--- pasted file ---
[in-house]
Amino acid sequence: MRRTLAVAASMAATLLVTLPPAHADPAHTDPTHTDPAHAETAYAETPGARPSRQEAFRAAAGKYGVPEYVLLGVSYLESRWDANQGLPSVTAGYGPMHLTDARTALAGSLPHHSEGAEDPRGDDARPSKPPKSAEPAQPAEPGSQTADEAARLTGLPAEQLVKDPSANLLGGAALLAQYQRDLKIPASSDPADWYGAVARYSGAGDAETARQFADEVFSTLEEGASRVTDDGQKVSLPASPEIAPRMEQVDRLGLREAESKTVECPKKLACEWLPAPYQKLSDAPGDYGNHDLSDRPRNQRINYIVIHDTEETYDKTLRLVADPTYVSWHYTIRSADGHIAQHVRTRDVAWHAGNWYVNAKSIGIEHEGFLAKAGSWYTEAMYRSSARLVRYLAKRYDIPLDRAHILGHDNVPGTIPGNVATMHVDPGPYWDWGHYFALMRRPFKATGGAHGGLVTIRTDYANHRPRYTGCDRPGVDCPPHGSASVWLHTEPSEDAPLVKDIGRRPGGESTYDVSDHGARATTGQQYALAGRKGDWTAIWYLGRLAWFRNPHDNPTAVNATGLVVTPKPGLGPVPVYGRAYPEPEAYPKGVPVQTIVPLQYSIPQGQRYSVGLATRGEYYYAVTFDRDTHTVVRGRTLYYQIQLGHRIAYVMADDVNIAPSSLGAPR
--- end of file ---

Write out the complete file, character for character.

[in-house]
Amino acid sequence: MRRTLAVAASMAATLLVTLPPAHADPAHTDPTHTDPAHAETAYAETPGARPSRQEAFRAAAGKYGVPEYVLLGVSYLESRWDANQGLPSVTAGYGPMHLTDARTALAGSLPHHSEGAEDPRGDDARPSKPPKSAEPAQPAEPGSQTADEAARLTGLPAEQLVKDPSANLLGGAALLAQYQRDLKIPASSDPADWYGAVARYSGAGDAETARQFADEVFSTLEEGASRVTDDGQKVSLPASPEIAPRMEQVDRLGLREAESKTVECPKKLACEWLPAPYQKLSDAPGDYGNHDLSDRPRNQRINYIVIHDTEETYDKTLRLVADPTYVSWHYTIRSADGHIAQHVRTRDVAWHAGNWYVNAKSIGIEHEGFLAKAGSWYTEAMYRSSARLVRYLAKRYDIPLDRAHILGHDNVPGTIPGNVATMHVDPGPYWDWGHYFALMRRPFKATGGAHGGLVTIRTDYANHRPRYTGCDRPGVDCPPHGSASVWLHTEPSEDAPLVKDIGRRPGGESTYDVSDHGARATTGQQYALAGRKGDWTAIWYLGRLAWFRNPHDNPTAVNATGLVVTPKPGLGPVPVYGRAYPEPEAYPKGVPVQTIVPLQYSIPQGQRYSVGLATRGEYYYAVTFDRDTHTVVRGRTLYYQIQLGHRIAYVMADDVNIAPSSLGAPR